We want to talk about the baby in a way that helps our children see their arrival as a positive change.

You might be feeling tired or sick which might stop you being as active with your older children as you would like. You might not feel like going to the playground, running around in the garden or getting involved in crafts/baking. If you are low on energy, or feeling unwell, try to avoid saying that it is because of the baby.  

If your little one feels they are missing out on time with you or activities they enjoy because of the baby then it can create some frustration or feelings of resentment towards the baby.

As you get closer to the baby arriving, help your child understand more about what to expect when the baby arrives. The new baby will cry, they will want to be held a lot and they will feed and sleep a lot. Gently explaining this to your older child before the baby arrives can help them prepare for the new noises and routines that are going to arrive in their home soon. This can be as simple as saying things like ‘Did you know that babies need to drink a lot of milk when they are little?’ and ‘Babies can be quite noisy, they let us know that they need our help by crying’.

Look at photos together of when they were a baby and talk to them about what they were like, how you cuddled them lots, how they drank milk, how you changed their nappies and bathed them. It can help them understand what it will be like having a baby in the house, and they will love hearing all your memories of special times with them when they were small.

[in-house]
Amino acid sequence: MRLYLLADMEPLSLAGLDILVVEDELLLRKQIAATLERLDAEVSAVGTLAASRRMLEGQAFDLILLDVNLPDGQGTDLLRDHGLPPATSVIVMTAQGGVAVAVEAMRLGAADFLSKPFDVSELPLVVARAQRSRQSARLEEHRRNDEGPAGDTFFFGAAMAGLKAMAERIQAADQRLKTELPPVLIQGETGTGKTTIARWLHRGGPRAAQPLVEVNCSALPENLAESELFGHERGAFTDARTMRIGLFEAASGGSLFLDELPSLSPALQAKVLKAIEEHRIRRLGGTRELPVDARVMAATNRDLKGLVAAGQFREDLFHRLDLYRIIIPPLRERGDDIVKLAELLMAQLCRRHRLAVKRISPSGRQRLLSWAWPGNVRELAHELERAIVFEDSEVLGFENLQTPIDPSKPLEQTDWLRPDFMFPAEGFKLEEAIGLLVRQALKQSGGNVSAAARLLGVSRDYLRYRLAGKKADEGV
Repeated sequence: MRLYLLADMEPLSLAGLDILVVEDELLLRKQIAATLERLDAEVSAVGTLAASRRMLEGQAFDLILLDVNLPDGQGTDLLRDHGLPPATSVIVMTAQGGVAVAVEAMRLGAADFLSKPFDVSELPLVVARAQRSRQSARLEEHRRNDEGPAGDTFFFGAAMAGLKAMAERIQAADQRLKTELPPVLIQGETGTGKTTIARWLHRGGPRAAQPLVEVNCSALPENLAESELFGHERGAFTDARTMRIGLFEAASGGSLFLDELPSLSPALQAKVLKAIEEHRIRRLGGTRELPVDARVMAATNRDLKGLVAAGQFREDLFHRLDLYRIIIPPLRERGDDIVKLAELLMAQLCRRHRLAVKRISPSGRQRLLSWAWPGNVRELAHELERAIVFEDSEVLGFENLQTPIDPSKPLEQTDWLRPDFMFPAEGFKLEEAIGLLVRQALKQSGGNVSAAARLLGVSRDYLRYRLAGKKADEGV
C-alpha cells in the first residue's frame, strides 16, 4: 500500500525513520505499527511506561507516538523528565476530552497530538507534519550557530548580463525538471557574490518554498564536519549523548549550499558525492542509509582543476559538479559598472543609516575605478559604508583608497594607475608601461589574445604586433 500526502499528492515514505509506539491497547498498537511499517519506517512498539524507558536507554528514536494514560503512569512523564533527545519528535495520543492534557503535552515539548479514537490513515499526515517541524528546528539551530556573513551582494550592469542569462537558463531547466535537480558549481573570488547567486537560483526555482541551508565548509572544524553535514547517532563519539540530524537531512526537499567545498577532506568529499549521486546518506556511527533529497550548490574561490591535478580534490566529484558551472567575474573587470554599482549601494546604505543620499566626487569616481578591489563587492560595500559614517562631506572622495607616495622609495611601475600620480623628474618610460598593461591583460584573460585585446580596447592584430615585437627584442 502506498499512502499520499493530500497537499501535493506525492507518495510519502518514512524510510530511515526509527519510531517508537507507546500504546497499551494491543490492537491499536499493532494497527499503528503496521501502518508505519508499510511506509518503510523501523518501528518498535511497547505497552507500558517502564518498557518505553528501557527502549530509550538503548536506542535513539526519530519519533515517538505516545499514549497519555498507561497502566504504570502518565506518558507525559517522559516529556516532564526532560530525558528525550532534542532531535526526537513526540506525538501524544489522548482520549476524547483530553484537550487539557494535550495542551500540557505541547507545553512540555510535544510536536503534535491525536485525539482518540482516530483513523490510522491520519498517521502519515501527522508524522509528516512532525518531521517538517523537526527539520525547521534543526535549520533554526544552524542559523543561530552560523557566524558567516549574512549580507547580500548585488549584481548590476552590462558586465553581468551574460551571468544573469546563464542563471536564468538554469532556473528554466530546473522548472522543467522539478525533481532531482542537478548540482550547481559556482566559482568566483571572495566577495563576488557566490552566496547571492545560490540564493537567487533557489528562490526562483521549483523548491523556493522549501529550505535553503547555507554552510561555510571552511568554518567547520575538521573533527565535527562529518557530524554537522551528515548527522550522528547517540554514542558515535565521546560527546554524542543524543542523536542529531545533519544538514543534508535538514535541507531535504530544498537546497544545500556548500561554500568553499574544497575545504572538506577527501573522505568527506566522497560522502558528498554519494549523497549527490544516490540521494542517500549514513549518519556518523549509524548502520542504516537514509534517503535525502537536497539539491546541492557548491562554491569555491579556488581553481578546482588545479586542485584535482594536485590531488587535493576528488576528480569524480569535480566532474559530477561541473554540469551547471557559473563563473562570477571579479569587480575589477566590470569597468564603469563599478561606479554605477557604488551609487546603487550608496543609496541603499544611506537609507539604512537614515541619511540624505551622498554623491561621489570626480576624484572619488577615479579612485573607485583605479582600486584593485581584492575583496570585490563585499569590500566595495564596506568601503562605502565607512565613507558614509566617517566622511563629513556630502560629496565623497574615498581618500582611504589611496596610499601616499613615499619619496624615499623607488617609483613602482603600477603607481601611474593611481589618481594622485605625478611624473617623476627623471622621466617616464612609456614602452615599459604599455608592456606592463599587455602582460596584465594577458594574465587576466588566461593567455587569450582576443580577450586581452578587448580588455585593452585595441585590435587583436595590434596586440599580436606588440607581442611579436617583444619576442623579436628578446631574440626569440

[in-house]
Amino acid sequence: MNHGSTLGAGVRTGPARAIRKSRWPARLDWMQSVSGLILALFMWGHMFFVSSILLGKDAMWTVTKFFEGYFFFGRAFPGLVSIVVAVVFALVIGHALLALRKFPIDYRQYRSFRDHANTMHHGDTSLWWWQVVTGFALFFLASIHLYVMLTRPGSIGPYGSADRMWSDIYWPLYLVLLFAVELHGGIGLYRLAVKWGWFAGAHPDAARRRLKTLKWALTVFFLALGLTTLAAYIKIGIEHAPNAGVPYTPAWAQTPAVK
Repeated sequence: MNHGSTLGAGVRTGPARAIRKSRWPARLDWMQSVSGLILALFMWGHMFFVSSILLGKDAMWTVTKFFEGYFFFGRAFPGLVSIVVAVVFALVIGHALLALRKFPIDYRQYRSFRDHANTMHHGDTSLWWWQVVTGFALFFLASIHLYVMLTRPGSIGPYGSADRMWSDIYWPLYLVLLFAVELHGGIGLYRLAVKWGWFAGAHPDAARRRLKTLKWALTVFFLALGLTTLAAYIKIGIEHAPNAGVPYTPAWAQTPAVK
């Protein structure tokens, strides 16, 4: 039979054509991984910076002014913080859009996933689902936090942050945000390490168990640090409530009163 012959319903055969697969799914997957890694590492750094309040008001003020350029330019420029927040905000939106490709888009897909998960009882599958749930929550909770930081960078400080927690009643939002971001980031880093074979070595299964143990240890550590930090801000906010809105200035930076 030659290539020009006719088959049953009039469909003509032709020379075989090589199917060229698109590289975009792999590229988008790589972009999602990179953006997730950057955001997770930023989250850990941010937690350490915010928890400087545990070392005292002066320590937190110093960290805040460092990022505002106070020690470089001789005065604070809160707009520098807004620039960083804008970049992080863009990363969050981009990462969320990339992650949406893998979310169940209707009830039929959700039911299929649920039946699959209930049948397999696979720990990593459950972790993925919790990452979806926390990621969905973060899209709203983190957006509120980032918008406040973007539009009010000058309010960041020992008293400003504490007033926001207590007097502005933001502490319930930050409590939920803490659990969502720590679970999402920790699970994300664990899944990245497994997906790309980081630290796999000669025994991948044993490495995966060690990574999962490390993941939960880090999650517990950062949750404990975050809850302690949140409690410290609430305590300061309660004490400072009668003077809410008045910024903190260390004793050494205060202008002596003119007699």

If you have friends or families with young babies, then try to spend some time with them with your child. They may not have spent much time with babies before, or may not have taken much notice of them in the past.

Try not to be upset or worried if your child isn’t interested in talking about the baby, or if they say that they don’t want a baby brother or sister. It is very normal for them to feel anxious about change, or be disinterested until they can actually meet the baby when they are born. Give them some space from talking about it and create some 1:1 time with them to help them feel comfortable and reassured.

Let them be involved in the preparations for the baby. Talk to them about some of the things the baby will need and what they are for. You can also take them shopping to let them choose clothes for the baby or a special toy that they want to give to the baby.

There may be new things arriving in the house as you prepare for the baby which can seem very exciting to young children. Playmats, Moses baskets, changing mats and bouncy chairs are going to be very tempting new play things. If you have the space and the time, it can be helpful to have these set up around the house before baby arrives. This gives them a chance to explore these new interesting things and get over the initial excitement before your newborn arrives. It also gives you the chance to explain to them how to be safe around these new items without them feeling like they are off limits or you feeling worried about them being over excited or unsafe when your newborn is around.